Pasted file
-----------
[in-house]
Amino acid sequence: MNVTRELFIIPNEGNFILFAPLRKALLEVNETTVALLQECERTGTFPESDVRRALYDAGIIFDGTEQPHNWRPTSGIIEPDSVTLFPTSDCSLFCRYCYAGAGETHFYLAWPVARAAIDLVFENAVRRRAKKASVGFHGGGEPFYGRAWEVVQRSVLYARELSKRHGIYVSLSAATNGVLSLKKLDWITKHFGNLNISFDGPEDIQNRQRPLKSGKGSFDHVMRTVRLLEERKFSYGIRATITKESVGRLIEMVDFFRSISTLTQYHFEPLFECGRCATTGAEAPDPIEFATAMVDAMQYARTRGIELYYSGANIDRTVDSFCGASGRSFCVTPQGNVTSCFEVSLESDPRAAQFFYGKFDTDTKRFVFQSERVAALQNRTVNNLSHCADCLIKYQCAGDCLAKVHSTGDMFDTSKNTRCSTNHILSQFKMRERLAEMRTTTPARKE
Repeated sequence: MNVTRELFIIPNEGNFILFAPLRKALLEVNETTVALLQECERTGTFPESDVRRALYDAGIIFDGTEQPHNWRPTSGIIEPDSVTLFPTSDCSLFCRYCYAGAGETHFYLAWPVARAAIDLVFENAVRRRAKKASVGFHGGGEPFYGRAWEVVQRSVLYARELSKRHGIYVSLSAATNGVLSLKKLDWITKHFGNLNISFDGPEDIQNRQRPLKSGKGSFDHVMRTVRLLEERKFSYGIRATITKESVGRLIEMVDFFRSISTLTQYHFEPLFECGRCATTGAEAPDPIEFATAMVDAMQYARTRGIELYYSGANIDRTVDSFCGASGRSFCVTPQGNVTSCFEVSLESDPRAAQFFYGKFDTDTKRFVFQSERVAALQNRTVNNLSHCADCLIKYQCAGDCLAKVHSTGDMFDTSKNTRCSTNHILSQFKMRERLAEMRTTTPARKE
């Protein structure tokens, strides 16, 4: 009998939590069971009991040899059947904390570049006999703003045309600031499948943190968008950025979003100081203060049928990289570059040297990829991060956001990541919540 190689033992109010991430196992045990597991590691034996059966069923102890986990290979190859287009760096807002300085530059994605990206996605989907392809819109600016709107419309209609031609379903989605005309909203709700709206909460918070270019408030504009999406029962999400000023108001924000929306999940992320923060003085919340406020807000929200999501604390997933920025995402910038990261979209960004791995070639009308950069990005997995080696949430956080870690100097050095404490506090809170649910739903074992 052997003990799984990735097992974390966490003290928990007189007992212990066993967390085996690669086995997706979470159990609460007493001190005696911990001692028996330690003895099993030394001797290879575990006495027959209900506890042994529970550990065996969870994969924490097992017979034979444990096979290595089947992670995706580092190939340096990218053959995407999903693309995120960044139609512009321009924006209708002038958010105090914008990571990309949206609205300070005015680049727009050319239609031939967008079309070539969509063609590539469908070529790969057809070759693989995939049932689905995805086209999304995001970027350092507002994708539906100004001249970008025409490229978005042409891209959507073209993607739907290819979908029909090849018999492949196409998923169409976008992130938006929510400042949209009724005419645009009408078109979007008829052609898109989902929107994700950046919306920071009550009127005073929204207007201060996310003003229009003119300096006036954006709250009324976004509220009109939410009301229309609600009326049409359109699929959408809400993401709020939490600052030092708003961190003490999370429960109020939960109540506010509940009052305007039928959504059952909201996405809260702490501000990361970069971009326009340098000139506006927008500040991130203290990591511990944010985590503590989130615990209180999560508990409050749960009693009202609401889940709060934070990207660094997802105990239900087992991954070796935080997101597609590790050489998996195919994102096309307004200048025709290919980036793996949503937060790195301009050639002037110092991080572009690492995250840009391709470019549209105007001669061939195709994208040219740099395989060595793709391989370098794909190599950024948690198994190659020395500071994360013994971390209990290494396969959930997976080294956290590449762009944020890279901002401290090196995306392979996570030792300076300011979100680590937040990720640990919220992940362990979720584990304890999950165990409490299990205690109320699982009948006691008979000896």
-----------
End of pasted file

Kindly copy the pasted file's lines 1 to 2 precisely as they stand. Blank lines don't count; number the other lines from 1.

[in-house]
Amino acid sequence: MNVTRELFIIPNEGNFILFAPLRKALLEVNETTVALLQECERTGTFPESDVRRALYDAGIIFDGTEQPHNWRPTSGIIEPDSVTLFPTSDCSLFCRYCYAGAGETHFYLAWPVARAAIDLVFENAVRRRAKKASVGFHGGGEPFYGRAWEVVQRSVLYARELSKRHGIYVSLSAATNGVLSLKKLDWITKHFGNLNISFDGPEDIQNRQRPLKSGKGSFDHVMRTVRLLEERKFSYGIRATITKESVGRLIEMVDFFRSISTLTQYHFEPLFECGRCATTGAEAPDPIEFATAMVDAMQYARTRGIELYYSGANIDRTVDSFCGASGRSFCVTPQGNVTSCFEVSLESDPRAAQFFYGKFDTDTKRFVFQSERVAALQNRTVNNLSHCADCLIKYQCAGDCLAKVHSTGDMFDTSKNTRCSTNHILSQFKMRERLAEMRTTTPARKE